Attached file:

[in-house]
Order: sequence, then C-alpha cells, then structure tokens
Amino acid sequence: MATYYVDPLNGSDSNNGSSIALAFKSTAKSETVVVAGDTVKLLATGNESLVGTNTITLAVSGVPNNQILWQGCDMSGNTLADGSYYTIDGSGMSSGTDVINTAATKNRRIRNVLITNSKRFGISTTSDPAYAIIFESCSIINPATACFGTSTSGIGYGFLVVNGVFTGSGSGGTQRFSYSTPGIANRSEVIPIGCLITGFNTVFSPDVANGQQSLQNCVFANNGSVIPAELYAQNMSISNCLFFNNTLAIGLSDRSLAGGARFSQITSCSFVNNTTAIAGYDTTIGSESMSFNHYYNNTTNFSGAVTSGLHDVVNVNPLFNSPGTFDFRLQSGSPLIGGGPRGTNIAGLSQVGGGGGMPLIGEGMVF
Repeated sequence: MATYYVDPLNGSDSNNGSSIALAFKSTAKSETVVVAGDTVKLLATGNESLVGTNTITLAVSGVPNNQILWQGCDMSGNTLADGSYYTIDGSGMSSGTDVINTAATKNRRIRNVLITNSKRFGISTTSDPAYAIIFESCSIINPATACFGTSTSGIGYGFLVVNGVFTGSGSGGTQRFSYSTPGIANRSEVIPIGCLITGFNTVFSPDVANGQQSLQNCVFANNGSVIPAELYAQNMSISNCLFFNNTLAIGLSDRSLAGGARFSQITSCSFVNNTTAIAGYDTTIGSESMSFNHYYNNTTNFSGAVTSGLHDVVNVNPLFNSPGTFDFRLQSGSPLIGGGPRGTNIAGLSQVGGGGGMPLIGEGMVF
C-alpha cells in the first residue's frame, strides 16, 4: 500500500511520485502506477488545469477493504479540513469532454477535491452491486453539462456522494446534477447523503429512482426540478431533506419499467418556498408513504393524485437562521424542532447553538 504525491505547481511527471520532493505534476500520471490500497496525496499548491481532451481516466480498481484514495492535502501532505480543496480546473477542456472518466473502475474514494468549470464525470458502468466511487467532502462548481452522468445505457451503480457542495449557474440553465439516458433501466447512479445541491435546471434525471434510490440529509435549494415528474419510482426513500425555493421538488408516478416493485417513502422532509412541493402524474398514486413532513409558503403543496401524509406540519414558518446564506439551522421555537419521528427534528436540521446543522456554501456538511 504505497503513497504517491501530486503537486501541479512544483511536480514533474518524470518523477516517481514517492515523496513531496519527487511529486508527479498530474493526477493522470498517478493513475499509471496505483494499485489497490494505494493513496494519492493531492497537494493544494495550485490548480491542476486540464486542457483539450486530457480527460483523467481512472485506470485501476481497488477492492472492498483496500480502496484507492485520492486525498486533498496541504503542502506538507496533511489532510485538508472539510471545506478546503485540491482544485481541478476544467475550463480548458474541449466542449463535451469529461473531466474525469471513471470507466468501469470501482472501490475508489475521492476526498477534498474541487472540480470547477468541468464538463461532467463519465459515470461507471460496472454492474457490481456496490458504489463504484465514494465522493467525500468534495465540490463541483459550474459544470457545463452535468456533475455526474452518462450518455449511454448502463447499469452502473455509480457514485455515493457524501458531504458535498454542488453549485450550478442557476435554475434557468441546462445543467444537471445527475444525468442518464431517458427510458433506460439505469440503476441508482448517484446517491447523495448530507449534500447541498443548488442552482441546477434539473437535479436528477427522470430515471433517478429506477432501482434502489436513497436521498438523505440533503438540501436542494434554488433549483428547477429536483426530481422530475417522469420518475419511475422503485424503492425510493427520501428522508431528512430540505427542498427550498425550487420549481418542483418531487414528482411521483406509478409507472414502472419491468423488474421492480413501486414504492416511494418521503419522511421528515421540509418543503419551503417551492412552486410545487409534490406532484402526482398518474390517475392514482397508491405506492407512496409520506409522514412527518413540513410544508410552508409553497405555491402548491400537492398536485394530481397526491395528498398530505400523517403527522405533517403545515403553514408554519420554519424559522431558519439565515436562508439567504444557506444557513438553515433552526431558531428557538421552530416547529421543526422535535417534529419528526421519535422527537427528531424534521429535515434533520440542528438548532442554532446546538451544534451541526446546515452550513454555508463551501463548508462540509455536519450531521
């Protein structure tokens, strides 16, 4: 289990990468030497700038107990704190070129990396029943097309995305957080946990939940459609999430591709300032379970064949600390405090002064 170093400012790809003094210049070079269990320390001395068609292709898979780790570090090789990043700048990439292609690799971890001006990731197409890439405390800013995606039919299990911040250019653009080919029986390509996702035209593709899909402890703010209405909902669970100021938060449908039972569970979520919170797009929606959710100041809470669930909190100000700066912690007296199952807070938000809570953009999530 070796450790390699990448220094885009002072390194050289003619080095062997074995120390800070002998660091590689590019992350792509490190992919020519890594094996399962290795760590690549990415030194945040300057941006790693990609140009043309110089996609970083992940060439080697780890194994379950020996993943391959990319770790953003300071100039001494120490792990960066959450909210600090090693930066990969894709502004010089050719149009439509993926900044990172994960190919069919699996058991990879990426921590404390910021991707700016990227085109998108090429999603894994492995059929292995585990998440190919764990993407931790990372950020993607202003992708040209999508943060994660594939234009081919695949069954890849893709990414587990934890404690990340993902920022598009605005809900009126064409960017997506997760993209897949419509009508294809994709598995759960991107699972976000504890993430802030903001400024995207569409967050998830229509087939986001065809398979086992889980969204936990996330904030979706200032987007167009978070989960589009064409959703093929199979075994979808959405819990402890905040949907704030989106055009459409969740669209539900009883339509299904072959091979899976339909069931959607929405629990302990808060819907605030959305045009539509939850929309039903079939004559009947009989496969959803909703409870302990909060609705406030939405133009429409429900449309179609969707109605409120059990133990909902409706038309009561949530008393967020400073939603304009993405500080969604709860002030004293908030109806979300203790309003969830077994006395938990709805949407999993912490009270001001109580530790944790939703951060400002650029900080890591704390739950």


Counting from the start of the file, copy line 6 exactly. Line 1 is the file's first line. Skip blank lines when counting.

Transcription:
């Protein structure tokens, strides 16, 4: 289990990468030497700038107990704190070129990396029943097309995305957080946990939940459609999430591709300032379970064949600390405090002064 170093400012790809003094210049070079269990320390001395068609292709898979780790570090090789990043700048990439292609690799971890001006990731197409890439405390800013995606039919299990911040250019653009080919029986390509996702035209593709899909402890703010209405909902669970100021938060449908039972569970979520919170797009929606959710100041809470669930909190100000700066912690007296199952807070938000809570953009999530 070796450790390699990448220094885009002072390194050289003619080095062997074995120390800070002998660091590689590019992350792509490190992919020519890594094996399962290795760590690549990415030194945040300057941006790693990609140009043309110089996609970083992940060439080697780890194994379950020996993943391959990319770790953003300071100039001494120490792990960066959450909210600090090693930066990969894709502004010089050719149009439509993926900044990172994960190919069919699996058991990879990426921590404390910021991707700016990227085109998108090429999603894994492995059929292995585990998440190919764990993407931790990372950020993607202003992708040209999508943060994660594939234009081919695949069954890849893709990414587990934890404690990340993902920022598009605005809900009126064409960017997506997760993209897949419509009508294809994709598995759960991107699972976000504890993430802030903001400024995207569409967050998830229509087939986001065809398979086992889980969204936990996330904030979706200032987007167009978070989960589009064409959703093929199979075994979808959405819990402890905040949907704030989106055009459409969740669209539900009883339509299904072959091979899976339909069931959607929405629990302990808060819907605030959305045009539509939850929309039903079939004559009947009989496969959803909703409870302990909060609705406030939405133009429409429900449309179609969707109605409120059990133990909902409706038309009561949530008393967020400073939603304009993405500080969604709860002030004293908030109806979300203790309003969830077994006395938990709805949407999993912490009270001001109580530790944790939703951060400002650029900080890591704390739950």